I can think of probably a dozen examples of members being getting eaten by the young, but they all follow the same general pattern. A member has been around for at least four years (sometimes many more), has done some organizing, and has been active in some way in the international union, either through Convention, an international committee or an officer position. During this time they've weighed in on various controversies as part of their position or just as an active member with a sharp mind. They've taken controversial stands, or pushed new and challenging ideas. Their name is known around the organization because of their activities, people may even use their name as a shorthand for a specific idea or tendency. In short, they are popular.

But suddenly, and its impossible to tell exactly when, they cross a threshold and start finding that people, especially new members, talk behind their backs. Their actions become imbued with bad motives (of any sort: reactionary, reformist, careerist, out of touch, academic, impossibilist, etc). The positions that they have taken in the past come back to haunt them in the present. The amount of knowledge they have, whether it be the number of people they know, the workings of the internal union rules, or their capacity to advance ideas in the organization, becomes suspect. And so newer members, who don't have personal relationships with them, see them as a gate-keeper and an old guard. Someone who is holding the organization back. The member's reputation is slowly stained and so in response they find themselves tightening up, becoming suspicious, finding enemies, real or imagined, and further confirming new member's beliefs about their stodgy nature, their "old beard"-yness. Before long, the member quits in frustration, provokes open conflict, or disappears into the wider world, retaining their membership just out of longtime loyalty. They've been eaten by the young.

I've been the young, eating the old. I've rolled my eyes, felt not taken seriously, condescended to, and have whispered, caucused, schemed. Now, about to celebrate my 6th year in the organization and coming off a two year officer term where I've taken controversial positions, I wonder if I'm next. I worry about when my experience will become a liability. When will I be eaten?

How do we stop having the young eat the old? Not I think with the usual prescription, which is encapsulated by the statement "Yeah he's a problem but he's done so much stuff, just ignore it." Yeah-he's-a-probleming things just means we ignore disruptive behavior because of someone's experience, which is foolish and just encourages other young people to eat him. Yeah-he's-a-probleming is the primary response to this problem today and it's use exists in perfect harmony with being eaten by the young, each supporting the other's use.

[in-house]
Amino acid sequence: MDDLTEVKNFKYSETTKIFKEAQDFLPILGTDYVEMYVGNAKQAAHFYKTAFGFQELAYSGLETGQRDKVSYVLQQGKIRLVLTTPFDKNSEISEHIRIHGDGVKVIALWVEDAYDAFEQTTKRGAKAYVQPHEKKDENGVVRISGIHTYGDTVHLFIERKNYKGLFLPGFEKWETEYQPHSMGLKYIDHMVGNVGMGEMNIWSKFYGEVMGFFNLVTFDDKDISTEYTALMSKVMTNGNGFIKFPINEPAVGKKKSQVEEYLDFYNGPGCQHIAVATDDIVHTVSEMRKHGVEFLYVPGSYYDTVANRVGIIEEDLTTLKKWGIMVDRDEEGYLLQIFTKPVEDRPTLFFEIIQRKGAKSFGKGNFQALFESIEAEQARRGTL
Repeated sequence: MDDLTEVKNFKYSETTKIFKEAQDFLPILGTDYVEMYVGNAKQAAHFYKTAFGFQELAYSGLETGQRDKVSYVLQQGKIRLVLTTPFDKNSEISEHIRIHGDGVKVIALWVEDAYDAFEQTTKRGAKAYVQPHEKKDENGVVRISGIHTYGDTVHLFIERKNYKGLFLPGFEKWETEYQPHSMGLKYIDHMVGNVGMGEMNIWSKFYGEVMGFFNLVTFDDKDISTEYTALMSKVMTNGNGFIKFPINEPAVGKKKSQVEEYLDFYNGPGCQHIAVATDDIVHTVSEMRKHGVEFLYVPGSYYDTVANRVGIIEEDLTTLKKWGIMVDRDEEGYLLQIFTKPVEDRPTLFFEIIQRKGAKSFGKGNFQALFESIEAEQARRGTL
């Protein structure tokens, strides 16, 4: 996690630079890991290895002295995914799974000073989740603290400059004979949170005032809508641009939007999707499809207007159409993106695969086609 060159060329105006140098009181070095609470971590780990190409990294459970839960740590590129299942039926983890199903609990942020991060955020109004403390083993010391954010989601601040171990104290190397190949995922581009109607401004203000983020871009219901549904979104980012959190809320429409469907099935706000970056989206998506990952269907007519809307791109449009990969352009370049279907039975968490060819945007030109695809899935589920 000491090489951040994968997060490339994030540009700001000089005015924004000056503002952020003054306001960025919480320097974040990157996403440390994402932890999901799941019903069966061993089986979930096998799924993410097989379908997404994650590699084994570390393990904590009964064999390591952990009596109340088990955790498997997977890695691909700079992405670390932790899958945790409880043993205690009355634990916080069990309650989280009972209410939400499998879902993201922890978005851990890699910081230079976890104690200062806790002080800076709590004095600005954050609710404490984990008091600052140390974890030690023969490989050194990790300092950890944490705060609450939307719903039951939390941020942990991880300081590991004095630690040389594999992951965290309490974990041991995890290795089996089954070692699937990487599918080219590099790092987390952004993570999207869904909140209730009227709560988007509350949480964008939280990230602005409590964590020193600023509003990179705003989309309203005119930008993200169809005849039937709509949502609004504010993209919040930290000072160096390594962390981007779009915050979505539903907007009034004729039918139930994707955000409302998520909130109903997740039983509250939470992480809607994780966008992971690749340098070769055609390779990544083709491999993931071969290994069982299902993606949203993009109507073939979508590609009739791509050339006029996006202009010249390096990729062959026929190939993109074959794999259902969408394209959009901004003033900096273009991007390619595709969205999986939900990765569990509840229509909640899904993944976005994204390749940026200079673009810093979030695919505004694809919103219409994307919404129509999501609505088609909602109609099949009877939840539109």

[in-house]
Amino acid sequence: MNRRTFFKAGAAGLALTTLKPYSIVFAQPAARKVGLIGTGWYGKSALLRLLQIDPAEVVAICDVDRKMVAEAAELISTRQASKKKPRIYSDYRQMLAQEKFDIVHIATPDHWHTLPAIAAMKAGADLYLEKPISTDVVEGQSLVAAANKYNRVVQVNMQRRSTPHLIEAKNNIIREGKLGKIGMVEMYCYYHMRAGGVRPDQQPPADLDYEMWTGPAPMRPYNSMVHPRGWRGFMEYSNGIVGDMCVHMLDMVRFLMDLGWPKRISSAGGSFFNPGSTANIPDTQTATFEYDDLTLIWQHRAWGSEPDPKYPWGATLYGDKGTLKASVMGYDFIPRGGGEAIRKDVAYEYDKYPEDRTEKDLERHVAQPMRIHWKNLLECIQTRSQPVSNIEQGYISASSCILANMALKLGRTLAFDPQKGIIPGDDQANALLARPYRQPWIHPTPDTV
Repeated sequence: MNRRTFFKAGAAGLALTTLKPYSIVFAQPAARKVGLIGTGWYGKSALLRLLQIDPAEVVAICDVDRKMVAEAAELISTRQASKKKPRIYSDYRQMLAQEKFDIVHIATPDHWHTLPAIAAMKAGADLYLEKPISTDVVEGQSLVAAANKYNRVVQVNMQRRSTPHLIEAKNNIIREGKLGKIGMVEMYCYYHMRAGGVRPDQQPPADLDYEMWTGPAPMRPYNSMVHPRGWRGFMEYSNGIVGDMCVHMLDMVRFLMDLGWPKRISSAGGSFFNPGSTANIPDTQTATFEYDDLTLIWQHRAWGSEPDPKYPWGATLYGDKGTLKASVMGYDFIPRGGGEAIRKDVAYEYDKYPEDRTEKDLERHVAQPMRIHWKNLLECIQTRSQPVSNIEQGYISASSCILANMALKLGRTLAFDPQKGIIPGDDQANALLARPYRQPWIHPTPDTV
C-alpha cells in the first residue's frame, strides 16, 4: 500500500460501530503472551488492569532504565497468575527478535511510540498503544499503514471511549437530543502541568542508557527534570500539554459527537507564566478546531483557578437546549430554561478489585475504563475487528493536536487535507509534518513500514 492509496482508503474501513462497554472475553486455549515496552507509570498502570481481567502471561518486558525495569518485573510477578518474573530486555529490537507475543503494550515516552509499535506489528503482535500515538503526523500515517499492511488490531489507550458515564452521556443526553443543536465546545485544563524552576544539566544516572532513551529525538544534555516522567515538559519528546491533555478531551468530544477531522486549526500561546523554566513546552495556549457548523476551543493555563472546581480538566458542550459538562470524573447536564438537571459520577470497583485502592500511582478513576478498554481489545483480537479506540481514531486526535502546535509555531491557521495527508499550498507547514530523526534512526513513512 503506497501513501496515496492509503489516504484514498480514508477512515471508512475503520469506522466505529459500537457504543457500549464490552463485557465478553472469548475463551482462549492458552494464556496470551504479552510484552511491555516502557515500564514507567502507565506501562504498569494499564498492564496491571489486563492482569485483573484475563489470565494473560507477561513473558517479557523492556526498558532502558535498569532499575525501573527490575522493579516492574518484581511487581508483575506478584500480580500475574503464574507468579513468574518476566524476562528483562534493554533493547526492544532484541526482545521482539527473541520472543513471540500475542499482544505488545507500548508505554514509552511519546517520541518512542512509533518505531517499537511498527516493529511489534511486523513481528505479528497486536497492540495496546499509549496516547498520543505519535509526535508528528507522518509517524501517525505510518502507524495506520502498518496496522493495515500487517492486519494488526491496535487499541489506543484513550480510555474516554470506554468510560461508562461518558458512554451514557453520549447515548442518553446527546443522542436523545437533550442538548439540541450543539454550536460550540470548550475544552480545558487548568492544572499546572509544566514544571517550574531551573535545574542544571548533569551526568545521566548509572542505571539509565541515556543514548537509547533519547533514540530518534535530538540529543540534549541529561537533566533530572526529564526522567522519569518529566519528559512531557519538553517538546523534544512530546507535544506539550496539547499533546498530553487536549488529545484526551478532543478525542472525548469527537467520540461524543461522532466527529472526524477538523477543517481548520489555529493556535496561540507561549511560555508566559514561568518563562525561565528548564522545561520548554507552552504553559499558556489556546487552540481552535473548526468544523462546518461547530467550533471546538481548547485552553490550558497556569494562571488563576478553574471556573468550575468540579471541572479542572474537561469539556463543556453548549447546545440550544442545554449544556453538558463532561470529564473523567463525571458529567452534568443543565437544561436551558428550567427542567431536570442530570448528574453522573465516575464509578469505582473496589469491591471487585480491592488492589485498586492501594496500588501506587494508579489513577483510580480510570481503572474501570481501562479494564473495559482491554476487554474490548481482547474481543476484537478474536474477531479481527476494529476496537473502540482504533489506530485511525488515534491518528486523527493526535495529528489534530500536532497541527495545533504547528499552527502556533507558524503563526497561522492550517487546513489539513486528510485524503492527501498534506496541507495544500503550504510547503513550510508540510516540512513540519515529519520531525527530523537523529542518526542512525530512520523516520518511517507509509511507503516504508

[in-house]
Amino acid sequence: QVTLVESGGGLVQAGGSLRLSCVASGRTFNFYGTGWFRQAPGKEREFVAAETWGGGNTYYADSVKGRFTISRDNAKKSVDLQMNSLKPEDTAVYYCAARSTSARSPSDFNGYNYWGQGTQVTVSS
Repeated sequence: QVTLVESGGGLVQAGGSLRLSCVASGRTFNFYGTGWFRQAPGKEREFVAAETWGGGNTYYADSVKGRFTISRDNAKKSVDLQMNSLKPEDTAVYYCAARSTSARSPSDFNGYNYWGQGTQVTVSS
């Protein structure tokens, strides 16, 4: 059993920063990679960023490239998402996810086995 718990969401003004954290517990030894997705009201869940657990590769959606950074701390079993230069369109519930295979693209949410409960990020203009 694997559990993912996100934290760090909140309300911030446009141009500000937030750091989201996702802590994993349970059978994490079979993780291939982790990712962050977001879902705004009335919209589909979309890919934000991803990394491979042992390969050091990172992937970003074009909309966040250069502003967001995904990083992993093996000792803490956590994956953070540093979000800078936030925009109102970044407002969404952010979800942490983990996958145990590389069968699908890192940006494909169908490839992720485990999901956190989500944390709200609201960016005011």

I don't have any firm thoughts about how to deal with this but want to sketch out a couple of possible directions to think through.

1. Talking more openly and clearly about mentorship and what it means. It should be an expectation that more experienced members mentor newer members, but it should also be clear to new members that everyone in the organization has learned from someone before them. There will always be more experienced people to learn from and there will always be people who are new and need to learn. We should be clear with up-and-coming organizers that they have a lot to learn, even if what they're doing is new and interesting. I feel like nobody ever really told me "Stop, listen to this person, it's important." For Wobs who came up in my "cohort" as it were, I feel like the message was, "You're great, go forth!" I don't really know how to do this, but I do think that talking more about how we learn organizing and political skills would be a good idea.

2. Save history from the historians. None of us was the first person in this organization, we're all indebted to those before us. Yet many people like myself start nodding off when someone starts talking about 1915 like it was yesterday. The fact that so many of us have come up in the organization fighting against the "Joe Hill Memorial Society" culture means that we often think of history as a kind of opponent, something against we are constantly measuring ourselves to see if we're worthy of its mantle. We fear and avoid history.

We need to talk more and louder about our recent history. An experienced member just seems like a boring person with lots of opinions to a new member who doesn't know where those opinions came from and what forged them. We need to produce more written accounts of our struggles, contemporary and historic, and have them available and accessible as part of a Wobbly's first year in the organization. If I would have known more about some members who I have taken part in eating at the time, I would have eased back.